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Youngkin stands with the Confederates on tax break, specialty license plates

Chris Graham
glenn youngkin
(© lev radin – Shutterstock)

Gov. Glenn Youngkin is taking a quite brave stand to try to continue a $53,000 annual tax break for the United Daughters of the Confederacy and to protect the 2,326 DMV specialty license plates for Robert E. Lee and the Confederacy in circulation.

Youngkin tagged legislation that would remove the tax breaks and kill the specialty plates with amendments that would require the Virginia General Assembly to pass the bills again in 2025.

All that would do, obviously, is kick the can down the road to the 2025 state election cycle, because you know the General Assembly would pass the measures again, and that Youngkin won’t sign them into law.

Youngkin clearly wants to make the Confederacy an issue for voters in the 2025 elections for governor, lieutenant governor, attorney general and the House of Delegates.

This is where you’re reminded that D stands for “drive,” and R stands for “reverse.”

The proposed amendments come up for votes in Wednesday’s veto-override session. I don’t see that either bill would have near enough votes to get to the two-thirds majority needed to override the governor, mainly because there are too many Republicans who think like State Sen. John McGuire, who is challenging House Freedom Caucus chairman Bob Good for the Fifth District Republican congressional nomination from the right, if you can believe that.

This was McGuire, who is running at Good as the MAGA Trumper in the Fifth District race, on the specialty plates bill:

“If we pass this bill, a citizen will sue Virginia, and they will use this debate to show the intent of this bill is to kill speech because some in this body did not like the message,” McGuire said during a Feb. 27 floor hearing in the State Senate.

This, from a guy who was on the premises on Jan. 6 who wants us to ban critical race theory, which isn’t being taught in K-12 public schools, because he doesn’t like its message, though if you asked McGuire to explain what critical race theory is, good luck with getting a straight answer out of him on that.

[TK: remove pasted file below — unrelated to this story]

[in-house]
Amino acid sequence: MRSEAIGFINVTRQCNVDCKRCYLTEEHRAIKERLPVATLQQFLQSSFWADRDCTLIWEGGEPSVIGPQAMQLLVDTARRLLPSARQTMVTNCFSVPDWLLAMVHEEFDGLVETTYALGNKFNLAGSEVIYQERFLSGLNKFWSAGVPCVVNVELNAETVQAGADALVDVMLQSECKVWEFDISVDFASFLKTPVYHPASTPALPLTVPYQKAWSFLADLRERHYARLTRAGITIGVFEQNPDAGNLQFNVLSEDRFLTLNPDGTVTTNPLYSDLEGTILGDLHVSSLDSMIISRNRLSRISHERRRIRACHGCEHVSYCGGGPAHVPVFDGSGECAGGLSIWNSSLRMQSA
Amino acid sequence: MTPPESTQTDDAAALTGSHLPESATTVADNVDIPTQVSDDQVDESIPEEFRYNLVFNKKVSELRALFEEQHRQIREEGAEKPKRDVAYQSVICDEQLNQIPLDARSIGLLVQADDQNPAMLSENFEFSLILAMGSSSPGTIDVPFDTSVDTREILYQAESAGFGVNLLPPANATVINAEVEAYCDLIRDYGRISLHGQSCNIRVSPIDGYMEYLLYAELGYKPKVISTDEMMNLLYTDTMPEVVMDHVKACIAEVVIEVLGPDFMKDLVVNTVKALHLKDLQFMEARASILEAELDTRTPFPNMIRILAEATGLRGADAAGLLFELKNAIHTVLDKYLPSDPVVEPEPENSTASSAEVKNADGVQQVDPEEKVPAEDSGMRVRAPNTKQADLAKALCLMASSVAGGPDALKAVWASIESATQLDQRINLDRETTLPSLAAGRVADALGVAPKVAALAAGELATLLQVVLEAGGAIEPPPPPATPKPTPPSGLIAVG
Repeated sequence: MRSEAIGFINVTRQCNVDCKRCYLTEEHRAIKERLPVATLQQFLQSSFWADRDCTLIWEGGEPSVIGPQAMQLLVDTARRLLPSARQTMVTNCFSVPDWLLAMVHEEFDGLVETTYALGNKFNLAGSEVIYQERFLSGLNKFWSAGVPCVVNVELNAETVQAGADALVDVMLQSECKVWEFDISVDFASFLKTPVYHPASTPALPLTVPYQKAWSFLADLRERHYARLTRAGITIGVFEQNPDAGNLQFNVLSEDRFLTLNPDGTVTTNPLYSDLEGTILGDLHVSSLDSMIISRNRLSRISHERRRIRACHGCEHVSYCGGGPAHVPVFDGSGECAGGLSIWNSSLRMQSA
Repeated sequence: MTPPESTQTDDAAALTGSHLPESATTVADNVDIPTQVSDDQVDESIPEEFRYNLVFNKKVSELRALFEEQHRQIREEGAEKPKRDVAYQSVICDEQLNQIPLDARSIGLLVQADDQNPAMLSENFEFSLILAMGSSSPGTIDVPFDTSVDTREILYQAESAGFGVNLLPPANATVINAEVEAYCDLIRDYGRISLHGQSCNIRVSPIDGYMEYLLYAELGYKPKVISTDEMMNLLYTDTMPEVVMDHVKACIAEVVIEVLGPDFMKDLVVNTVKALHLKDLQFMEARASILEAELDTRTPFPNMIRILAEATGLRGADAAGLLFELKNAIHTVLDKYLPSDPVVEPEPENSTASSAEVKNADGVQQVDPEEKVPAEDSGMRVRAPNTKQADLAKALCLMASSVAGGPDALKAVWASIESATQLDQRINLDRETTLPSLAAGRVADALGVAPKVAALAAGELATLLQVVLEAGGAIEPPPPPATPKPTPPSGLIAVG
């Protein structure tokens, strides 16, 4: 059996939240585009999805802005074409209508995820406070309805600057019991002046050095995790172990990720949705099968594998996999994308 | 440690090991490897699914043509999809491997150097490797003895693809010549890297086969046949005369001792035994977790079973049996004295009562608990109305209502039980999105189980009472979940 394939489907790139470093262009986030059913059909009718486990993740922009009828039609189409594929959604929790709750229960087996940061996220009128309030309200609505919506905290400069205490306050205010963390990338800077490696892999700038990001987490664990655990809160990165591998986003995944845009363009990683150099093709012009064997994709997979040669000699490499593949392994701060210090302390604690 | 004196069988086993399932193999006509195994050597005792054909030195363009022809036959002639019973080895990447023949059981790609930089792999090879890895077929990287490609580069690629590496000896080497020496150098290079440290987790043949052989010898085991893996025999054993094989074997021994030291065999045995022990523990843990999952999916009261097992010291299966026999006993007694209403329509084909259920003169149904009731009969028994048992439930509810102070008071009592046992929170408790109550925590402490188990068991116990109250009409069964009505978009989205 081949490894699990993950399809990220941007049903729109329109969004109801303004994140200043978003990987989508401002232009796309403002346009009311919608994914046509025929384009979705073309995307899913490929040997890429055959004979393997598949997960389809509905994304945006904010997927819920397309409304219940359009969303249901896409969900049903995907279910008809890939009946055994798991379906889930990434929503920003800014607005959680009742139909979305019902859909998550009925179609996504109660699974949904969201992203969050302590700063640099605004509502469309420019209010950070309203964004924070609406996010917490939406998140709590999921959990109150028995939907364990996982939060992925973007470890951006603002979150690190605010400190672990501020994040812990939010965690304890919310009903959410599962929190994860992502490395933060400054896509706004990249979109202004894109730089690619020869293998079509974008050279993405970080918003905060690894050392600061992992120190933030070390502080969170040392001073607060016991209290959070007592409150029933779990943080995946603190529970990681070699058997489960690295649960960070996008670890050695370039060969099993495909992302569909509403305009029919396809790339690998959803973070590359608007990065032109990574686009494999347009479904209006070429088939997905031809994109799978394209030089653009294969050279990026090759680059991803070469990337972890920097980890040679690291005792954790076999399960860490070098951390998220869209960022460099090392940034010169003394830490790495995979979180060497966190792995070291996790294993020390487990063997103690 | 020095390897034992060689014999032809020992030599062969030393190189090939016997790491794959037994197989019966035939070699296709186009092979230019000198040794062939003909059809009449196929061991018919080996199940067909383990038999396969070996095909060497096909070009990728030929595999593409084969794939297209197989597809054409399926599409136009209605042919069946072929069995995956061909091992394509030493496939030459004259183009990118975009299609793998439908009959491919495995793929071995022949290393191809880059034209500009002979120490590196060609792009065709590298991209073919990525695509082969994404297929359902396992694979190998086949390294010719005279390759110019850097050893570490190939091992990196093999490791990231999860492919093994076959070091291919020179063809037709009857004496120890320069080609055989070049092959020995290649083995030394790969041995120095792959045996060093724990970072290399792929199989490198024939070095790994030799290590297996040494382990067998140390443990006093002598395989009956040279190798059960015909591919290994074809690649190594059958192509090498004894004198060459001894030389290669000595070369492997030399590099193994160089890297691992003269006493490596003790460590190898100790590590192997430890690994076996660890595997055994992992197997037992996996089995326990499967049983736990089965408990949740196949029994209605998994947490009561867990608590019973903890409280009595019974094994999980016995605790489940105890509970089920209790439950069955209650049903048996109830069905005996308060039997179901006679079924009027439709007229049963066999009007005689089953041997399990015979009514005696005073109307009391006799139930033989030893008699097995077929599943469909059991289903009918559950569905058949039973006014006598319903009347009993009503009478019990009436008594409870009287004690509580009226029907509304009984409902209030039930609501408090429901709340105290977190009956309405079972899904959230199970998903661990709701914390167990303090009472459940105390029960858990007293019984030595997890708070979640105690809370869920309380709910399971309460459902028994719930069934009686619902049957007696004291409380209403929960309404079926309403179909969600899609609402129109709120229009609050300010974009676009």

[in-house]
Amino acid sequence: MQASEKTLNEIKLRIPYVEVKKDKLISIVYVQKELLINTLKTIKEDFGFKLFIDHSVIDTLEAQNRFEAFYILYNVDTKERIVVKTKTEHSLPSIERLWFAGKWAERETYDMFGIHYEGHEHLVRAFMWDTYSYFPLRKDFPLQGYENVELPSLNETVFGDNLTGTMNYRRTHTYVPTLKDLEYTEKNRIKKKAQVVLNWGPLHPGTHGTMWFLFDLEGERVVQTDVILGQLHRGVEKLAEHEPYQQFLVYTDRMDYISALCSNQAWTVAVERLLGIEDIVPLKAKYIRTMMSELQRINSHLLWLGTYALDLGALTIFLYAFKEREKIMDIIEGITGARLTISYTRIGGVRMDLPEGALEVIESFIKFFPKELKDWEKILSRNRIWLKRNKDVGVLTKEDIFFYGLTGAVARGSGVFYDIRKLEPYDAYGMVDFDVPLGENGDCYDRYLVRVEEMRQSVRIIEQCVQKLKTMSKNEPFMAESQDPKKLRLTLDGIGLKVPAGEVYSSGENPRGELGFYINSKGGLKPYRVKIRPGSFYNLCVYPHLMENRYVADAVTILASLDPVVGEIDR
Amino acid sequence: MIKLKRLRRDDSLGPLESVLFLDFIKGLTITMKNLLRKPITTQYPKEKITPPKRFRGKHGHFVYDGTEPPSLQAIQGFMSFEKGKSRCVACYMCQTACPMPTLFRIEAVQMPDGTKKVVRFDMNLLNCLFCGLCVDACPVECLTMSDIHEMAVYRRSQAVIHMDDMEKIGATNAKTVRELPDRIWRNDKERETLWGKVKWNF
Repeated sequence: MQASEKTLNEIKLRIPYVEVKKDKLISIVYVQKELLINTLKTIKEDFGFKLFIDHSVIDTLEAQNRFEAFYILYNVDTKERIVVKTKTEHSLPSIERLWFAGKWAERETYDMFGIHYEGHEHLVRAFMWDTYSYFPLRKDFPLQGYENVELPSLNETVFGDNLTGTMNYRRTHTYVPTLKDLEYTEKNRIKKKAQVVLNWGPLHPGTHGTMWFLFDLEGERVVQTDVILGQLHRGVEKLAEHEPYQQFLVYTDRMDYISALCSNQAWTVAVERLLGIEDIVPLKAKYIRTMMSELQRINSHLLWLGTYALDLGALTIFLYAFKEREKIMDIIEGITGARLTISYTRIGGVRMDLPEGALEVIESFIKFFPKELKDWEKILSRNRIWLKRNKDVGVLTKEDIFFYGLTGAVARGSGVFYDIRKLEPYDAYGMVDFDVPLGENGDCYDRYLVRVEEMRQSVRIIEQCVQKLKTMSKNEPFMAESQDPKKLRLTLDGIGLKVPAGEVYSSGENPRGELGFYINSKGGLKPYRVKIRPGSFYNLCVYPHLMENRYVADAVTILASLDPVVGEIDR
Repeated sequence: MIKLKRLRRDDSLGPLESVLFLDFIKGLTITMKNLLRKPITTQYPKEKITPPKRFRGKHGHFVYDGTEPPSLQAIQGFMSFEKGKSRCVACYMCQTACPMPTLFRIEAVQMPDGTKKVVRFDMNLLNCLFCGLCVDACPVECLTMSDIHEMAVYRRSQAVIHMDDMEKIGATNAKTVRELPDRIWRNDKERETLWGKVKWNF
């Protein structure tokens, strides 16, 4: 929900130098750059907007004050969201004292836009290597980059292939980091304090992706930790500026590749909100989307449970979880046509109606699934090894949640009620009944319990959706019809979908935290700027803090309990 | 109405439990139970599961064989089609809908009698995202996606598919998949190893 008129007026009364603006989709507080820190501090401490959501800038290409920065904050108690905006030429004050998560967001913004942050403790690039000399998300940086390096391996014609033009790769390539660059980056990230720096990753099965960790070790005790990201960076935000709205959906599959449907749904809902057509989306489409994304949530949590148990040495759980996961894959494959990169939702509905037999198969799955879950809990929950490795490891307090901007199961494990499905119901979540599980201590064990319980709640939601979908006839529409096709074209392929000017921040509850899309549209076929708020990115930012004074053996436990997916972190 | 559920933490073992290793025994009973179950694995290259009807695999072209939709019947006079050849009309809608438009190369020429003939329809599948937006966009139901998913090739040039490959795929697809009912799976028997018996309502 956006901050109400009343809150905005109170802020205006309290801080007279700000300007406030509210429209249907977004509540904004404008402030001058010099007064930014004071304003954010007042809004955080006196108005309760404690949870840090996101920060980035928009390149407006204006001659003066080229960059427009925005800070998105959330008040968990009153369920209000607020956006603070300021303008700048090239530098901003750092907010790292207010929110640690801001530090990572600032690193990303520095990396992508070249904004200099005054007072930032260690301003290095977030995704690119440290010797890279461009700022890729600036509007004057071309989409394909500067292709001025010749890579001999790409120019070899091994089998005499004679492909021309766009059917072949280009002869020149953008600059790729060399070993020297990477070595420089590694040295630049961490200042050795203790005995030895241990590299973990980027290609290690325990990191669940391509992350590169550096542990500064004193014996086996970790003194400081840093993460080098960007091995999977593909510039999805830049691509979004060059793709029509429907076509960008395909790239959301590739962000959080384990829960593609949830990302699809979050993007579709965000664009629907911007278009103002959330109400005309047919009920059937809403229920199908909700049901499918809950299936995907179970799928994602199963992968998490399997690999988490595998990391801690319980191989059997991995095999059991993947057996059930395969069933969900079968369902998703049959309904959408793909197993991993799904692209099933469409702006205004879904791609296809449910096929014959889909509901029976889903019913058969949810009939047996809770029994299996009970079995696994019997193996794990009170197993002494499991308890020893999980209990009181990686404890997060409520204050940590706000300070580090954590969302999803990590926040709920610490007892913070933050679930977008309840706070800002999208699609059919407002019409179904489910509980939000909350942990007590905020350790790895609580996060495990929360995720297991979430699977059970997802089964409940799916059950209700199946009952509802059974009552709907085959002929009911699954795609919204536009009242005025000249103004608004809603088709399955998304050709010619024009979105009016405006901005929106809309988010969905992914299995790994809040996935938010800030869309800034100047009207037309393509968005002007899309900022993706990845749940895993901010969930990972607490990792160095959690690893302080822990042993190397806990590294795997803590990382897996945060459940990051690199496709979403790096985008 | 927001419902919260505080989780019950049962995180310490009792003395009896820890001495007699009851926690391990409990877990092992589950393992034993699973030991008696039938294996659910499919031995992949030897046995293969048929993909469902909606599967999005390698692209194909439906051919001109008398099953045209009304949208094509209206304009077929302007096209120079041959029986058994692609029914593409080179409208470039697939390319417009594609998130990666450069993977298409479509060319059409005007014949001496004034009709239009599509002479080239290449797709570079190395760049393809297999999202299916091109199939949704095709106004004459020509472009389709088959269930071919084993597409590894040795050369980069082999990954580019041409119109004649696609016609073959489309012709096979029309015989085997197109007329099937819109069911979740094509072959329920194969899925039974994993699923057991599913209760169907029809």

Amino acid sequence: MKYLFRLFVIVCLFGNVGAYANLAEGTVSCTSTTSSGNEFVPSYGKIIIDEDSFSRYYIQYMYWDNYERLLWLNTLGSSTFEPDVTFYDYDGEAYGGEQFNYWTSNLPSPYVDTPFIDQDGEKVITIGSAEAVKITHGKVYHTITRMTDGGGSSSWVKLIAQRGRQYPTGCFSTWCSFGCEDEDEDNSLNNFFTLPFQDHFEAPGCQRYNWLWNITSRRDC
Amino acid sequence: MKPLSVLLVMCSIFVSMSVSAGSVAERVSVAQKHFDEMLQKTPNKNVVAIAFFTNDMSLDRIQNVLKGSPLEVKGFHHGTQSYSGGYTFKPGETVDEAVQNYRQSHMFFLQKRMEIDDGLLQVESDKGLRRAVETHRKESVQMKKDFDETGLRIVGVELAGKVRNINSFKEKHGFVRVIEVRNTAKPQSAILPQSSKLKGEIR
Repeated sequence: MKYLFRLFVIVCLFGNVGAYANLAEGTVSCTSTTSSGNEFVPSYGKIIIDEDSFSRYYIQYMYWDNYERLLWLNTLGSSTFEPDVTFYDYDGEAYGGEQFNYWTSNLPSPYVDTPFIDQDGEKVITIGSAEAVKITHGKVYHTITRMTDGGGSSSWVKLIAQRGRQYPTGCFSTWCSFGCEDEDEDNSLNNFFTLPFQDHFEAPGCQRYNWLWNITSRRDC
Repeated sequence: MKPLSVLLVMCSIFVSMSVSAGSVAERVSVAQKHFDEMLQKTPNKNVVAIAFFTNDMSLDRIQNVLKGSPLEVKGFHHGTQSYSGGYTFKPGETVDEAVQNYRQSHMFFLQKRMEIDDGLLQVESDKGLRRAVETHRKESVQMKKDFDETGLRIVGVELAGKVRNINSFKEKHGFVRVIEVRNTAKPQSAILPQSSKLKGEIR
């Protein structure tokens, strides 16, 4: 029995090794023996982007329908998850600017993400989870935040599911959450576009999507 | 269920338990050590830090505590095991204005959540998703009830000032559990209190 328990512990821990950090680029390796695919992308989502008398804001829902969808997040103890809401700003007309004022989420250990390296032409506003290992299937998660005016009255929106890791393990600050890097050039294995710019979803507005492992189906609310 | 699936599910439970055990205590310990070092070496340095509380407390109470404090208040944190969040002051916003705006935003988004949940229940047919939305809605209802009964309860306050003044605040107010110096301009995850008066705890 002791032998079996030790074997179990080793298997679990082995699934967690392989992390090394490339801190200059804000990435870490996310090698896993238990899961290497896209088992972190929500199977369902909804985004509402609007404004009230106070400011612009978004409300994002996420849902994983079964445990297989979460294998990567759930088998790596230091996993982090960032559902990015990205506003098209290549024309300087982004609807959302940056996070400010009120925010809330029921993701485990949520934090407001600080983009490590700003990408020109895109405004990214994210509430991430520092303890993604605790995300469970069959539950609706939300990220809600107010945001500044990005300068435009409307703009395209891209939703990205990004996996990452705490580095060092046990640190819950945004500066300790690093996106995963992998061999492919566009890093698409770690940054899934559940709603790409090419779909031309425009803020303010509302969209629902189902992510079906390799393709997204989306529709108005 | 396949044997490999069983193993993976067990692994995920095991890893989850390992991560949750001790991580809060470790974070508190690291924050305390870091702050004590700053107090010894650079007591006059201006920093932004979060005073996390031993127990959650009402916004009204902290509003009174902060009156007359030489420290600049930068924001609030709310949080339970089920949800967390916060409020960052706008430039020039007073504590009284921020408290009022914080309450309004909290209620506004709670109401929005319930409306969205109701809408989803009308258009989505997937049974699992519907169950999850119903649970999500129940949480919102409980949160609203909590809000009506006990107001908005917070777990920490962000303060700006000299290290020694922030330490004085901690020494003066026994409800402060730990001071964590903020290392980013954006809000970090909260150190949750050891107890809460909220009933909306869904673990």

Jinny Widowski, the United Daughters of the Confederacy’s president general, for her part, has, without a hint of irony, called the legislation that would take away her group’s tax break “an unfair, discriminatory tax bill, selectively targeting charitable and historical entities that support Virginia tourism, scholarship assistance and promote respectful dialogue about our shared past,” when the “unfair, discriminatory” part to the tax break is that it is going to a group like hers in the first place.

“The continued harassment of our ladies and our mission will not deter us from the charitable work that we do. The General Assembly of Virginia is the entity that required us to exist when they asked our ancestors to go to war and defend their borders,” Widowski said in a statement. “The biggest difference between the men we honor through our organization’s efforts and today’s politicians is, when the going got tough, our ancestors were willing to die for Virginia.”

Let me fix that for you: your ancestors were willing to die to protect the rights of Virginians and other Southerners to own slaves and profit from their forced labor.

The “going” that “got tough” for them was their four-year effort at what Trump and his MAGA movement tried on Jan. 6.

The odd part to this story is that Youngkin seems to think doing this to help the Confederate worshippers amongst us will somehow extend his political career.

Note to Gov. Youngkin: your political career is over once we get to that day in January 2026.

And it’s because of stupid moves like this one.

Chris Graham

Chris Graham

Chris Graham is the founder and editor of Augusta Free Press. A 1994 alum of the University of Virginia, Chris is the author and co-author of seven books, including Poverty of Imagination, a memoir published in 2019, and Team of Destiny: Inside Virginia Basketball’s Run to the 2019 National Championship, and The Worst Wrestling Pay-Per-View Ever, published in 2018. For his commentaries on news, sports and politics, go to his YouTube page, or subscribe to his Street Knowledge podcast. Email Chris at [email protected].